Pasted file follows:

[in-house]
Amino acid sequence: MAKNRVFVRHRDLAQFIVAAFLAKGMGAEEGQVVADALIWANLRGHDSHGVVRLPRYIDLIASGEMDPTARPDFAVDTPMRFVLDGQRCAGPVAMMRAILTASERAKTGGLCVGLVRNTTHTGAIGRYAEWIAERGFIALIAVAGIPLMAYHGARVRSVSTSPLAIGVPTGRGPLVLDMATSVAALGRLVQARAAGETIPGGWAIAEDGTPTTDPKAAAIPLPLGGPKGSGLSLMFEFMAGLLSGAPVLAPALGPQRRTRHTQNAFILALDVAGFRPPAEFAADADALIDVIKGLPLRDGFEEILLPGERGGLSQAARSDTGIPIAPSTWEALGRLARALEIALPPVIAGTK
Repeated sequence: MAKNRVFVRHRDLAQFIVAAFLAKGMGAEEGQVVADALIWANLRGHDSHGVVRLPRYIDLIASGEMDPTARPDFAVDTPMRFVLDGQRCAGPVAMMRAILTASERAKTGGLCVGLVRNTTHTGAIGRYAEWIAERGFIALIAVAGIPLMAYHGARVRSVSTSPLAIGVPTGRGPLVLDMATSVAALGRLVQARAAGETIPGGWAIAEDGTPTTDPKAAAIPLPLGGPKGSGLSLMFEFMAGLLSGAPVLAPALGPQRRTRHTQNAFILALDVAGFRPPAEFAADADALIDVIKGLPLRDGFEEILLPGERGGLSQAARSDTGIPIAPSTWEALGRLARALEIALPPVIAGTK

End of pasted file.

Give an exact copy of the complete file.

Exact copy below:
[in-house]
Amino acid sequence: MAKNRVFVRHRDLAQFIVAAFLAKGMGAEEGQVVADALIWANLRGHDSHGVVRLPRYIDLIASGEMDPTARPDFAVDTPMRFVLDGQRCAGPVAMMRAILTASERAKTGGLCVGLVRNTTHTGAIGRYAEWIAERGFIALIAVAGIPLMAYHGARVRSVSTSPLAIGVPTGRGPLVLDMATSVAALGRLVQARAAGETIPGGWAIAEDGTPTTDPKAAAIPLPLGGPKGSGLSLMFEFMAGLLSGAPVLAPALGPQRRTRHTQNAFILALDVAGFRPPAEFAADADALIDVIKGLPLRDGFEEILLPGERGGLSQAARSDTGIPIAPSTWEALGRLARALEIALPPVIAGTK
Repeated sequence: MAKNRVFVRHRDLAQFIVAAFLAKGMGAEEGQVVADALIWANLRGHDSHGVVRLPRYIDLIASGEMDPTARPDFAVDTPMRFVLDGQRCAGPVAMMRAILTASERAKTGGLCVGLVRNTTHTGAIGRYAEWIAERGFIALIAVAGIPLMAYHGARVRSVSTSPLAIGVPTGRGPLVLDMATSVAALGRLVQARAAGETIPGGWAIAEDGTPTTDPKAAAIPLPLGGPKGSGLSLMFEFMAGLLSGAPVLAPALGPQRRTRHTQNAFILALDVAGFRPPAEFAADADALIDVIKGLPLRDGFEEILLPGERGGLSQAARSDTGIPIAPSTWEALGRLARALEIALPPVIAGTK